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“We were a members-only magazine for more than 10 years,” she says. “We’ve grown and changed its focus over the years from a very internal, manufacturing educational type of magazine, to become more focused on our members marketing their businesses—it’s become more clear that outreach to retailers, i.e. our members’ customers, was the most important thing we could do. It’s not cheap to create and print a magazine. The magazine was doing ok, but it was very low circulation, about 5,000.”
The Board of Directors of the Association for Retail Environments approved the relaunch of the magazine in March 2011 as a retail customer focused publication, which put Schaffner on the path of circulation extension. Schaffner says with a circulation of just 5,000, it was hard to secure crucial advertising support needed for production, something that would help advance the mission of the publication for the association's members.
“As soon as we got the board approval, we rapidly got to work on executing our plan,” she says. “We’re the sponsoring association for our industry tradeshow and as part of that sponsorship we get the list of attendees at the event every year. We also do our own retail events, so we had a database of retailer names, but we had a lot of work to do to get it in shape for the magazine launch.”
With the assistance from Hallmark Data Systems, the group was able to streamline the circulation process and get the help it needed to properly execute its goal of increasing its reach from 5,000 to 15,000 by the November/December issue, which it was able to achieve. The group pulled together the top 100 retail lists from various groups, including the National Retail Federation and Fast Company, among others. There was an emphasis on a retailer’s title when wading through this data; to ensure the most influential decision makers were included.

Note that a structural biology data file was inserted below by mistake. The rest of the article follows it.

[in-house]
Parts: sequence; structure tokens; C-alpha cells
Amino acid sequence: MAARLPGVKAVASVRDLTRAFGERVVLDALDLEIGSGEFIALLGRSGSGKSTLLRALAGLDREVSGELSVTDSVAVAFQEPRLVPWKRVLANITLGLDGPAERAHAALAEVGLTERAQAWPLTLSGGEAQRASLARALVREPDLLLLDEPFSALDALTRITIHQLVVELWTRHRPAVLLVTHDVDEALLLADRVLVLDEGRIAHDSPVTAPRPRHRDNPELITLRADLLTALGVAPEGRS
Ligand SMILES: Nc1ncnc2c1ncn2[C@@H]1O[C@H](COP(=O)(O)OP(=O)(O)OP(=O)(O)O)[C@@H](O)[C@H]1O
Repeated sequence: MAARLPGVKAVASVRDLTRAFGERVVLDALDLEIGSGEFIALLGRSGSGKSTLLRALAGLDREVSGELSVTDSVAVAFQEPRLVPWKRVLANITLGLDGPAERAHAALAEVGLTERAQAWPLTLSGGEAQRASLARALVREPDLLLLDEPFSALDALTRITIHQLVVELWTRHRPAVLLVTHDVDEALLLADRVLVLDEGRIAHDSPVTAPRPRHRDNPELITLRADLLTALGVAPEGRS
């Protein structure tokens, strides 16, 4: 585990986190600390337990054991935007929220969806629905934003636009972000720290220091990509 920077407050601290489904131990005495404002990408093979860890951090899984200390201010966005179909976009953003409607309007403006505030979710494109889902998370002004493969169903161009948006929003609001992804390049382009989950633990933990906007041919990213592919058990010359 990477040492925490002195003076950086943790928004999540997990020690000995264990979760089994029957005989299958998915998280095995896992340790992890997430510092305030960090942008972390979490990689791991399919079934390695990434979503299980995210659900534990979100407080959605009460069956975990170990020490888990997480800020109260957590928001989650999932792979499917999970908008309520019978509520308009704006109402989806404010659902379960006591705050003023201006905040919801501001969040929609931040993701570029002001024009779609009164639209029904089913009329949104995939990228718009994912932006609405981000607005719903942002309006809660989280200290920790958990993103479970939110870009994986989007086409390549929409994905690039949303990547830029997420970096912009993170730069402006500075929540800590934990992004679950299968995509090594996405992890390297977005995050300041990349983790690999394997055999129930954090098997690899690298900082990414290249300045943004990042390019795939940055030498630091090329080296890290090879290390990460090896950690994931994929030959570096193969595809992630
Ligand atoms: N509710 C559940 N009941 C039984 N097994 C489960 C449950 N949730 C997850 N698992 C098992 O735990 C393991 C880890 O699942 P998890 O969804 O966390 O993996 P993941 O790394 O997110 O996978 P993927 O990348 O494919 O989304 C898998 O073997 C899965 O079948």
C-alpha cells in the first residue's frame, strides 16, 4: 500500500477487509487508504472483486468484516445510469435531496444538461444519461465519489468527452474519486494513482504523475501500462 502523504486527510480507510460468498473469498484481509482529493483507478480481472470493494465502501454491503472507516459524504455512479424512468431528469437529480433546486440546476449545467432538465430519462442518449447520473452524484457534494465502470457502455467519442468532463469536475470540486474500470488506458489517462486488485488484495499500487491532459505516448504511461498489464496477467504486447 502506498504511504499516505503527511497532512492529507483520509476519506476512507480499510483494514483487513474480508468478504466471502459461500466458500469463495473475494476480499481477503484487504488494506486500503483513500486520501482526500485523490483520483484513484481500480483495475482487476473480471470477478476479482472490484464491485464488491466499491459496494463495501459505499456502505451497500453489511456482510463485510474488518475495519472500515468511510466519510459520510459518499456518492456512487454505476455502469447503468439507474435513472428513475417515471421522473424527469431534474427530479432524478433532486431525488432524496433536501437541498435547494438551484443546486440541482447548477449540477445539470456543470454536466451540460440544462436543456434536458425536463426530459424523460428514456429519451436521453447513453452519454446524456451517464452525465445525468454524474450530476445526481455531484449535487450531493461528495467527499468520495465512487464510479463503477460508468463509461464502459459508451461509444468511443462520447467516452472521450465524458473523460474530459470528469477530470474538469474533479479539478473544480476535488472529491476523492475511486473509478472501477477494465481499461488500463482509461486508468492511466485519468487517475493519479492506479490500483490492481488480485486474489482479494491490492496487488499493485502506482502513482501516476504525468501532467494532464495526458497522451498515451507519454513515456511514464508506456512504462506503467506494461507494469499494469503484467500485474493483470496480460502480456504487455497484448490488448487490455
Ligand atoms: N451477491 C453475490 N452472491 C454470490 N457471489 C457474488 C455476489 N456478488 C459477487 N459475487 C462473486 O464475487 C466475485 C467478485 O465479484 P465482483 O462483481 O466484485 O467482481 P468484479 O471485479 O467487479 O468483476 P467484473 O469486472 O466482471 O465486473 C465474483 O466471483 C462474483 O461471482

“It’s a huge chore to pull together a good, clean list,” says Schaffner. “Our circulation manager, who had never done magazine circulation before, we put her in the job because she had worked on our database, but she’s been thrilled with the outside help. We also brought in a part-time, temporary person to help with our circulation marketing—although I’ve been a publisher, and worked on the editorial and sales sides, I had never worked directly in circulation either.”
Return rates, Schaffner says, are very low because the group was able to carefully examine the database to merge and eliminate various list sources. Since the magazine has a controlled circulation, the publisher is not looking to grow the magazine's reach, but rather to become an audited publication. Within next year or so, Retail Environments hope to apply for a BPA Worldwide audit.
“We’re in a niche market, so controlled circulation for us is the solution for a market like this,” she says. “Our goal is to make sure our lists are as clean as can be—it will be a continual refinement of that list and our next goal is to get to [request levels of] 50 percent plus 1. For publications that have been around for a long time, that seems rather elementary. In an age of non-response, that’s an uphill battle—we’ll keep trudging along, coming up with as many different ways as we can to reach out to our audience.”
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